“They Said I Have a Lot to Learn”: How Teacher Feedback Influences Advanced University Students’ Views of Writing

Dana R Ferris
University of California, Davis

Published Apr 2, 2018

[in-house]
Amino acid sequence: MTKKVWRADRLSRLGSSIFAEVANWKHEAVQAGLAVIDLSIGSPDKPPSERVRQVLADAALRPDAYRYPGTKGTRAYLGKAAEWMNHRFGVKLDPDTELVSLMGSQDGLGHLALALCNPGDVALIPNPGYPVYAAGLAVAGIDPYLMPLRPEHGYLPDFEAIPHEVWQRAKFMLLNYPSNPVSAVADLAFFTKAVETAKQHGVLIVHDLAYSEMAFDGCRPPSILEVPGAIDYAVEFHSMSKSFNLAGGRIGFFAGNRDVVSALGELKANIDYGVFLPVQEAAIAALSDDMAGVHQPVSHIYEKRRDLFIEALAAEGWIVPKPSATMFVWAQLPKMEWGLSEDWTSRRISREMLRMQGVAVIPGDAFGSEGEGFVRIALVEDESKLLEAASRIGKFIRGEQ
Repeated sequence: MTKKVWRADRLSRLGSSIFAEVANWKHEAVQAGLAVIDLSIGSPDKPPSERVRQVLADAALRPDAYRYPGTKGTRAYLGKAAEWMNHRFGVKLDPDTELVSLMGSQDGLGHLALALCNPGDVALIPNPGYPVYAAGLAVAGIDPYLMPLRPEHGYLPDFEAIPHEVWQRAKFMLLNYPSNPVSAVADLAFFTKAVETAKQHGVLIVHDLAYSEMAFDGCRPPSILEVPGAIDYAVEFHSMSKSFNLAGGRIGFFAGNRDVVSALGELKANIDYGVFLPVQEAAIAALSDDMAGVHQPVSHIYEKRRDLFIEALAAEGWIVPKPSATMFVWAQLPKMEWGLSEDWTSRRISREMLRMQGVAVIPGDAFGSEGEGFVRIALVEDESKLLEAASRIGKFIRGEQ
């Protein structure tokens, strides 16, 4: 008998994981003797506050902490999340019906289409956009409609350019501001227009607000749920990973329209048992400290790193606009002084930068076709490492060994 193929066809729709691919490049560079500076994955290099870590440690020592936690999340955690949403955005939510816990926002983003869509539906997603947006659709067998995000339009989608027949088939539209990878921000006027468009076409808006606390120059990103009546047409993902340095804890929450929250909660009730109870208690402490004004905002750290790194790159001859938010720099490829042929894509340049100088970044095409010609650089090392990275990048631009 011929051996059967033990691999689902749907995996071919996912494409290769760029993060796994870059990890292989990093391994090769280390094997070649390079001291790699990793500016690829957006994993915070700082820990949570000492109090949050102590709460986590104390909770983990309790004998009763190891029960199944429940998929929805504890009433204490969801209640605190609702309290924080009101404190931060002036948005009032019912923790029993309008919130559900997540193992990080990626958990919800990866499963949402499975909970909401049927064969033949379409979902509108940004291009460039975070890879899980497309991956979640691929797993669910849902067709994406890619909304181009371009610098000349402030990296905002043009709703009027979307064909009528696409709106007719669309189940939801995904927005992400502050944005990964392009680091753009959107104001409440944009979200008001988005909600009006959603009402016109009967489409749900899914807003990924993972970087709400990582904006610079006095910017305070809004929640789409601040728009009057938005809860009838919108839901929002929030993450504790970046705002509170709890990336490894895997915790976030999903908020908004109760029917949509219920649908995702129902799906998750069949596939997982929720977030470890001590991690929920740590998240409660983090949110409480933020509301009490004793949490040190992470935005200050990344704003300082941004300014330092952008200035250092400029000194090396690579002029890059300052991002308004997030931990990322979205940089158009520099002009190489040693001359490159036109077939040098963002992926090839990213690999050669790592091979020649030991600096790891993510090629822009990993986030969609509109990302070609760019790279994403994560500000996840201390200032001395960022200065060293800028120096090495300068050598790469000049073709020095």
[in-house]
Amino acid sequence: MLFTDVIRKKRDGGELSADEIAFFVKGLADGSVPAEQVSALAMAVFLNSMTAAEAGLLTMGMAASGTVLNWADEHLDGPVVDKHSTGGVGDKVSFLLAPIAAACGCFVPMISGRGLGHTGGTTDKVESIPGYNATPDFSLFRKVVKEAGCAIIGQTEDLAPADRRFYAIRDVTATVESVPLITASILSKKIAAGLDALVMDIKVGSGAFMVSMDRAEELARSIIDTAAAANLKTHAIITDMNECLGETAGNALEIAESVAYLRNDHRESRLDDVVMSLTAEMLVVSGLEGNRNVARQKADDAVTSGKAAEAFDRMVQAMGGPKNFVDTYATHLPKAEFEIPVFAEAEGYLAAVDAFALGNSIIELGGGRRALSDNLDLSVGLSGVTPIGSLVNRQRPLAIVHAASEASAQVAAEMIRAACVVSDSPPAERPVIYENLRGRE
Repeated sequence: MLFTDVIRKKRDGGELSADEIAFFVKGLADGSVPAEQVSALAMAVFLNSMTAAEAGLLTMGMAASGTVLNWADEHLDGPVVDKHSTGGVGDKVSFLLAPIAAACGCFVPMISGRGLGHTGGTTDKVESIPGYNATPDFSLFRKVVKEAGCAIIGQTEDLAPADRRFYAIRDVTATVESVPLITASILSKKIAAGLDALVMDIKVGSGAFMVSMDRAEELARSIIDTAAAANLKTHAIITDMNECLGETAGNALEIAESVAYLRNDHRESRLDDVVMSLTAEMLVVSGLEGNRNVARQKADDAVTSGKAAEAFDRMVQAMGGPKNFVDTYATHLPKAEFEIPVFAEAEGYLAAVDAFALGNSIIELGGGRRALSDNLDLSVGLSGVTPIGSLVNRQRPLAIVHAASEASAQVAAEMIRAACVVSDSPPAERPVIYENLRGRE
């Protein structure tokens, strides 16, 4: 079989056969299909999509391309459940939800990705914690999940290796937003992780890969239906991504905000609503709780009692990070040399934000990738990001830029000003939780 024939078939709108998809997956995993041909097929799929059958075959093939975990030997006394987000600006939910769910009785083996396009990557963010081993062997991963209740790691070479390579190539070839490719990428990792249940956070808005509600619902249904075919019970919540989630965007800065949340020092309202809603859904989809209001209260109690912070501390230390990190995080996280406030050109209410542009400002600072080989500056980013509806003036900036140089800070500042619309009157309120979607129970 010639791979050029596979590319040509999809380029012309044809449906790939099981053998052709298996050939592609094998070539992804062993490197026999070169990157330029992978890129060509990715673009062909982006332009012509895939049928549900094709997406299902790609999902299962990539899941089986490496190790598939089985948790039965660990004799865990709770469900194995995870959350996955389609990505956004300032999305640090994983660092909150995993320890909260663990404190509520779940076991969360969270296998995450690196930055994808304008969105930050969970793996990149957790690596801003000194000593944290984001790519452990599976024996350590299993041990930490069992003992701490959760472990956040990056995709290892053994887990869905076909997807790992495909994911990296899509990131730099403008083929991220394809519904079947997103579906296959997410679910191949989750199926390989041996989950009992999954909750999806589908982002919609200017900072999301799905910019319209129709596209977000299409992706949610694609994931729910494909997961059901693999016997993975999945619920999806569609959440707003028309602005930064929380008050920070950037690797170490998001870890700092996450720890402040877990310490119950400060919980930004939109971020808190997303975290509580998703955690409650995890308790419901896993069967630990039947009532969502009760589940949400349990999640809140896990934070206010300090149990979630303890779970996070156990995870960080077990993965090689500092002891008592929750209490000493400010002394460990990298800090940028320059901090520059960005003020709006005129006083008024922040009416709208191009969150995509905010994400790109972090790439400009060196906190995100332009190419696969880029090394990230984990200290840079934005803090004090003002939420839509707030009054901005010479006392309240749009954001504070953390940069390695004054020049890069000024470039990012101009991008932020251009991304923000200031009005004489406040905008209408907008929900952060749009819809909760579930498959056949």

This study examines the relationship between students’ memories of feedback received from teachers about their writing and their attitudes toward/enjoyment of writing.  Over 8500 survey responses were collected from advanced undergraduate students in a large university writing program. A question about the characteristics of teacher feedback received by student respondents was examined both quantitatively and qualitatively (optional verbal comments were categorized according to themes), and then responses to a different survey question about students’ attitudes toward writing were statistically compared with their memories of teacher feedback. Responses to the teacher feedback and writing attitudes questions from different student subgroups (analyzed by first language backgrounds and by when they matriculated at the university) were also compared statistically. Results showed that students have had a wide range of reactions, some positive and some negative, to teacher feedback, and that there is a strong relationship between their self-reported enjoyment of writing and how they have experienced teacher feedback. It was also clear that multilingual students (both bilingual and second language English writers) have more negative attitudes towards writing in general and less positive experiences with teacher feedback.